The Historic Woodstock Art Colony: The Arthur A. Anderson Collection
Long before the famous music festival in 1969, Woodstock, New York, was home to what is considered America’s first intentionally created, year-round arts colony—founded in 1902 and still thriving over 100 years later. Collecting the remarkable range of work produced there has been Arthur A. Anderson’s focus for three decades, resulting in the largest comprehensive assemblage of its type. The artists represented in it reflect the diversity of those who came to Woodstock, including Birge Harrison, Konrad Cramer, George Bellows, Eugene Speicher, Peggy Bacon, Rolph Scarlett, and Yasuo Kuniyoshi, among many others. Anderson recently donated his entire collection—some 1,500 objects by almost 200 artists—to the New York State Museum. This exhibition introduces to the public for the first time just a sample of the highlights of this extraordinary collection, which represents a body of work that together shaped art and culture in New York and forms a history of national and international significance.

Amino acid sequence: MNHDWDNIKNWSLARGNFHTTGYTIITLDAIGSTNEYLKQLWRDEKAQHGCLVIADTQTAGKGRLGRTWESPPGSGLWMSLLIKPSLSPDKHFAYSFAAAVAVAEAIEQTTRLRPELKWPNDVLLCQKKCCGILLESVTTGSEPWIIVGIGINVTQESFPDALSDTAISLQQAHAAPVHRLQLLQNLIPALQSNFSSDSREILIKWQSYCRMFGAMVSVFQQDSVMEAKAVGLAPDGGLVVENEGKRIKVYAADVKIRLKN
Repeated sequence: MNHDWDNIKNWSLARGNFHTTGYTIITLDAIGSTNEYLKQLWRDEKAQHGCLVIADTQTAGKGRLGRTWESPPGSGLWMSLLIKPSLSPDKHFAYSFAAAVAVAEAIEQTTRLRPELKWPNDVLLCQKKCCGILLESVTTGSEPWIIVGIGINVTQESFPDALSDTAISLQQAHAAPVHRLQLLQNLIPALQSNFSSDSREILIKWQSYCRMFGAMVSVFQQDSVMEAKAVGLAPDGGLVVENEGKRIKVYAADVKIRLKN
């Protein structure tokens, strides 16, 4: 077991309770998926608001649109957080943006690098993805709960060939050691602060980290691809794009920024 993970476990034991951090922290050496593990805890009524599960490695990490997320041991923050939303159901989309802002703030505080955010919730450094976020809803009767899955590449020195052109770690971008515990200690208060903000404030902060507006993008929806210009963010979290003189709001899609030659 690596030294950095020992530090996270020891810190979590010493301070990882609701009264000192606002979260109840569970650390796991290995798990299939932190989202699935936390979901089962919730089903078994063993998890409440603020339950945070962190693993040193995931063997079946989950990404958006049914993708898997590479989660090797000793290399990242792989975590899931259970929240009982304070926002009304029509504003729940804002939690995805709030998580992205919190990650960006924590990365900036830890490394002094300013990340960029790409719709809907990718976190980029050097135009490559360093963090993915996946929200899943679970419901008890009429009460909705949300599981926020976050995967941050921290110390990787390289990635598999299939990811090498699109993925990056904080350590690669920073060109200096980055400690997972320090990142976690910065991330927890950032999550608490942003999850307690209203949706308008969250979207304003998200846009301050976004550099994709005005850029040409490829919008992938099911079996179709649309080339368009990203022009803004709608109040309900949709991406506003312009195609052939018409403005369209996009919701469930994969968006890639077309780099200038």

The following three lessons have been designed to aid educators in teaching students about a variety of factors related to art making, including specific methods and techniques, stylistic movements, and the context and impact of place in creativity. The Educator Guides, downloadable as PDFs, provide both in depth information for the teacher as well as structured recommendations for student engagement. The Google Classroom slides can be utilized directly by students.
Educator Guides (PDF)
Google Classroom Slides
The following slide presentations were created for optimal use with Google Drive and Google Classroom. If you do not have or do not want an account with Google (gmail), you can still view the slide presentations online OR easily download and save the documents as PDFs or Word Documents.